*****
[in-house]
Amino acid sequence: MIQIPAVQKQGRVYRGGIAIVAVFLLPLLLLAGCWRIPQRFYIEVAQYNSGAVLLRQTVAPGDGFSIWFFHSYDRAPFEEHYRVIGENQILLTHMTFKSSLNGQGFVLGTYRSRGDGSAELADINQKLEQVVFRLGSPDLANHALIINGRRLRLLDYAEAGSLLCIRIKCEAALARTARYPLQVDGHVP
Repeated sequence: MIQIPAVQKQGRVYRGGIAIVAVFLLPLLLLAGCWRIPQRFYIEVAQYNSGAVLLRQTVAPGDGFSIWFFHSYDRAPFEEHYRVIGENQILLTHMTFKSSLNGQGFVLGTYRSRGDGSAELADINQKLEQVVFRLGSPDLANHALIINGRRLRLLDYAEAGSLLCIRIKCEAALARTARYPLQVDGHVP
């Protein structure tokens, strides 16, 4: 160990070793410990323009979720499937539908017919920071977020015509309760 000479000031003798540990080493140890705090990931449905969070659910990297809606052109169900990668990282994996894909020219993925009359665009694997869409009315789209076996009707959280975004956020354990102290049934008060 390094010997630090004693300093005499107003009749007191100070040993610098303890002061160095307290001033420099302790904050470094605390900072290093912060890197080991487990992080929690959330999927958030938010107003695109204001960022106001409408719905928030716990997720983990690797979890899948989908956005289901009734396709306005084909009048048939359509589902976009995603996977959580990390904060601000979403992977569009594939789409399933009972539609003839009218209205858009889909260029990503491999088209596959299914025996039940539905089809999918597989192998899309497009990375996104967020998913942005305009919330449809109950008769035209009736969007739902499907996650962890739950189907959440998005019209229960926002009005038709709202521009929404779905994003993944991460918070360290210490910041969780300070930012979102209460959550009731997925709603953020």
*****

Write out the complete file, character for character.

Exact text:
[in-house]
Amino acid sequence: MIQIPAVQKQGRVYRGGIAIVAVFLLPLLLLAGCWRIPQRFYIEVAQYNSGAVLLRQTVAPGDGFSIWFFHSYDRAPFEEHYRVIGENQILLTHMTFKSSLNGQGFVLGTYRSRGDGSAELADINQKLEQVVFRLGSPDLANHALIINGRRLRLLDYAEAGSLLCIRIKCEAALARTARYPLQVDGHVP
Repeated sequence: MIQIPAVQKQGRVYRGGIAIVAVFLLPLLLLAGCWRIPQRFYIEVAQYNSGAVLLRQTVAPGDGFSIWFFHSYDRAPFEEHYRVIGENQILLTHMTFKSSLNGQGFVLGTYRSRGDGSAELADINQKLEQVVFRLGSPDLANHALIINGRRLRLLDYAEAGSLLCIRIKCEAALARTARYPLQVDGHVP
């Protein structure tokens, strides 16, 4: 160990070793410990323009979720499937539908017919920071977020015509309760 000479000031003798540990080493140890705090990931449905969070659910990297809606052109169900990668990282994996894909020219993925009359665009694997869409009315789209076996009707959280975004956020354990102290049934008060 390094010997630090004693300093005499107003009749007191100070040993610098303890002061160095307290001033420099302790904050470094605390900072290093912060890197080991487990992080929690959330999927958030938010107003695109204001960022106001409408719905928030716990997720983990690797979890899948989908956005289901009734396709306005084909009048048939359509589902976009995603996977959580990390904060601000979403992977569009594939789409399933009972539609003839009218209205858009889909260029990503491999088209596959299914025996039940539905089809999918597989192998899309497009990375996104967020998913942005305009919330449809109950008769035209009736969007739902499907996650962890739950189907959440998005019209229960926002009005038709709202521009929404779905994003993944991460918070360290210490910041969780300070930012979102209460959550009731997925709603953020």